Pamila Matharu: What Haven’t We Learnt Yet, Still?

September 5 – December 5, 2020
Durham Art Gallery

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Invited To The Party, But Never Asked To Dance (Grrrls, Grrrls, Grrrls) 2019.
Purple coloured neon text, dimensions variable, A/P, edition of 3.

What Haven’t We Learnt Yet, Still? curated by Jaclyn Quaresma, is a new solo exhibition by Toronto-based artist, Pamila Matharu, at Durham Art Gallery. Comprised of seven constellations of over 40 works and collected objects, the artist explores how we reconsider familiar notions of our past to contemplate our worldview while existing on Turtle Island.

In this iteration of the recent award-winning 2019 installation One of These Things is Not Like the Other at A Space Gallery (Toronto), Matharu explores feminist (sub) cultural resistance through institutional critique, decolonial aesthetics, counter-hegemonic exhibition-making, and collecting-as-medium through her new and recent collage, photography and collected objects.

Since the arrival of members of the Panjabi-Sikh community 117 years ago in 1903, not much historical evidence exists in the public consciousness outside of stereotypical tropes or within Canadian art history altogether. What Haven’t We Learnt Yet, Still? thus examines the relationship (or non-relationship) and lived-experience of the artist as a recorder of art history.

A commissioned companion text by writer Sarah-Tai Black, What Haven’t They Learnt Yet, Still? accompanies the exhibition. Black’s personal essay becomes a space for intergenerational and cross-cultural dialogue and names Matharu’s adjacencies to Black feminist cultural production that helped establish her as an emerging artist in the early 1990s.

What Haven’t We Learnt Yet, Still? Is the host site for Durham Art Gallery’s first annual literary and visual arts festival, Rural Reading Riot (RRR). Taking place online over three days, from October 23-25, RRR combines performance, spoken, written and visual practices of artists and writers. While generated in so-called rural Ontario, RRR seeks to connect and reach beyond rural boundaries, gathering and sharing through riotous collectivity, radical care and collaboration.

Pamila Matharu (b. 1973, Birmingham, England) is an immigrant-settler of Panjabi descent, Pamila primarily practices in visual arts (collage, installation, new media, social practice), arts education, and arts advocacy. A graduate of the Visual Arts and the Fine Arts B.Ed programs from York University, recently she was awarded the 2019 Images Festival Homebrew Award for her critically acclaimed first solo exhibition One of These Things Is Not Like The Other at A Space Gallery, Toronto and the Ontario Association of Art Galleries’ Best Exhibit Award (2019). Matharu lives and works in Toronto, Canada.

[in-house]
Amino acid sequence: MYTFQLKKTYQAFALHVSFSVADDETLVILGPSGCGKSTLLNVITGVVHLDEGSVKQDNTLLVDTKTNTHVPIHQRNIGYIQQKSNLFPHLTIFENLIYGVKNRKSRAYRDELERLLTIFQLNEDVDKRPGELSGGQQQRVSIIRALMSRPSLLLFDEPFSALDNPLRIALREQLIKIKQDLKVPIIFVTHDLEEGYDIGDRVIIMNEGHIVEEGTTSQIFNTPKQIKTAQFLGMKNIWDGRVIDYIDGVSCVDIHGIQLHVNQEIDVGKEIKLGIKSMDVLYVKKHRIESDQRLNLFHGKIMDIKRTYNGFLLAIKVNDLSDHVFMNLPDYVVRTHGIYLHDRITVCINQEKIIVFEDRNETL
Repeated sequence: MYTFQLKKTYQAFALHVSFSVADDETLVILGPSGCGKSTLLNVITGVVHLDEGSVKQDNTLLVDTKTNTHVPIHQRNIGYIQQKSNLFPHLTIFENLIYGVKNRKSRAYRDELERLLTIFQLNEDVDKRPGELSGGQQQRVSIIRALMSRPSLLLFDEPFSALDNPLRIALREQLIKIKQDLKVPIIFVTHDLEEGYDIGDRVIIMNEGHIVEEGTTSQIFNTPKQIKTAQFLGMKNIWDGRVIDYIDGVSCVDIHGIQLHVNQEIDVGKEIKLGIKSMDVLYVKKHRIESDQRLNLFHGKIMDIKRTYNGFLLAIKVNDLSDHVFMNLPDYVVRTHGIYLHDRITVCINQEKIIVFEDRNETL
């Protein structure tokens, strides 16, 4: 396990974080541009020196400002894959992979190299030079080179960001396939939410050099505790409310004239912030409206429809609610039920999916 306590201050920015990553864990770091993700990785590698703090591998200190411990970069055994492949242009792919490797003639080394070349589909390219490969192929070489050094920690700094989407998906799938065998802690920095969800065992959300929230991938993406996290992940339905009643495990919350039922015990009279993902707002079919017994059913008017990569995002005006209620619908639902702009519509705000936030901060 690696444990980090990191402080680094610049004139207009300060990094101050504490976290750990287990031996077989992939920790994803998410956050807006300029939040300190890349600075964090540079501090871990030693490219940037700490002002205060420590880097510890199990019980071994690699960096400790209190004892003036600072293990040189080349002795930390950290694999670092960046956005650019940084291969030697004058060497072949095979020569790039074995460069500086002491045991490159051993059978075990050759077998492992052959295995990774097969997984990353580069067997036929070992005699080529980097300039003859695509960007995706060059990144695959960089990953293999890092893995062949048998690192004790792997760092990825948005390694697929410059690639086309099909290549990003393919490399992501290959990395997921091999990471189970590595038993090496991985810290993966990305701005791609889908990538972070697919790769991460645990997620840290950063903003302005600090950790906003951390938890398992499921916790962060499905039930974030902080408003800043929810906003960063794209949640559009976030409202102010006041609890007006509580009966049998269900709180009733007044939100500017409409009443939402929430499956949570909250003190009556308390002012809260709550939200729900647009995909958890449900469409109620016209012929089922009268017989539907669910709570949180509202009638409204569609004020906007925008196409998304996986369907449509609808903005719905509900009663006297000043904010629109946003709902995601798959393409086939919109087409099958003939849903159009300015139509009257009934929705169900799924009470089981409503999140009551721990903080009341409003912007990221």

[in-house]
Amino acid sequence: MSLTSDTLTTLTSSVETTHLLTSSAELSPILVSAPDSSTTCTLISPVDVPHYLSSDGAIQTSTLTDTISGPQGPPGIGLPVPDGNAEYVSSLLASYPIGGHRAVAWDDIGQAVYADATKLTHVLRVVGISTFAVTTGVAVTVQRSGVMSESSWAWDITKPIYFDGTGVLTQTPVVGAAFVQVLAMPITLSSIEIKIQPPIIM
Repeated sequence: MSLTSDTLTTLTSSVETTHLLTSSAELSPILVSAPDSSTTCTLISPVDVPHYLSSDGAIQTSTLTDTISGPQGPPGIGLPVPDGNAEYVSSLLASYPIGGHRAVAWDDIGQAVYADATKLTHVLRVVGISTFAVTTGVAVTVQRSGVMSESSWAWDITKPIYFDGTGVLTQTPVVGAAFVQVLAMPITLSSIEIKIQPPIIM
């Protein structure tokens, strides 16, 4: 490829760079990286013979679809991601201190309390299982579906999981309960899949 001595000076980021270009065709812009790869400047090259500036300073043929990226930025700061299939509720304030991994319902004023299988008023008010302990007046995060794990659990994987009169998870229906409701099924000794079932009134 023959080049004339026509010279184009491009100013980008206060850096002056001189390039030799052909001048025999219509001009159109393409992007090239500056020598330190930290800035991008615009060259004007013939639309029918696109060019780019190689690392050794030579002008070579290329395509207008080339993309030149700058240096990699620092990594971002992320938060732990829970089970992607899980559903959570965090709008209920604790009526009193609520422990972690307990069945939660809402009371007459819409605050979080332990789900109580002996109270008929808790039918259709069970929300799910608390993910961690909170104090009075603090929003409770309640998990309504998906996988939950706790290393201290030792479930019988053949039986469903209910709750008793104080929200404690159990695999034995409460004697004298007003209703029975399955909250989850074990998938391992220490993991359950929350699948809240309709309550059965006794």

Sarah-Tai Black is a film programmer, arts curator, writer, and speaker living in Toronto. She is one of the Directors at The Royal Cinema where she programs a monthly series called Black Gold. Her writing has been published by numerous outlets, including The Globe and Mail, Cinema Scope, MUBI Notebook, CBC Arts, TIFF’s The Review, and cléo journal, and alongside several artist projects. In collaboration with institutions such as Museum of Contemporary Art and A Space Gallery, she has curated performance pieces by artists Lido Pimienta and Aisha Sasha John, a solo show by multidisciplinary artist Timothy Yanick Hunter, and has spoken about arts culture, film, and moving image arts in their many forms as a guest of the National Gallery of Canada and The Walrus, as well as with platforms such as Canadian Art, Screen International, and Huffington Post.

Durham Art Gallery rests on the traditional land of the Saugeen Ojibway Nation, which is represented by the communities of Saugeen First Nation and Chippewas of Nawash Unceded First Nation. We thank them. We also thank of the Métis Nation of Ontario, whose history and people are well represented in what are now Bruce and Grey Counties. Durham Art Gallery is a non-profit, exhibition-driven space for contemporary art and visual culture in so-called West Grey, Ontario. From our earliest incarnation in the a Carnegie library to our current purpose-built home, the Gallery’s evolution is marked by an engaged community and a diversifying landscape.

Durham Art Gallery
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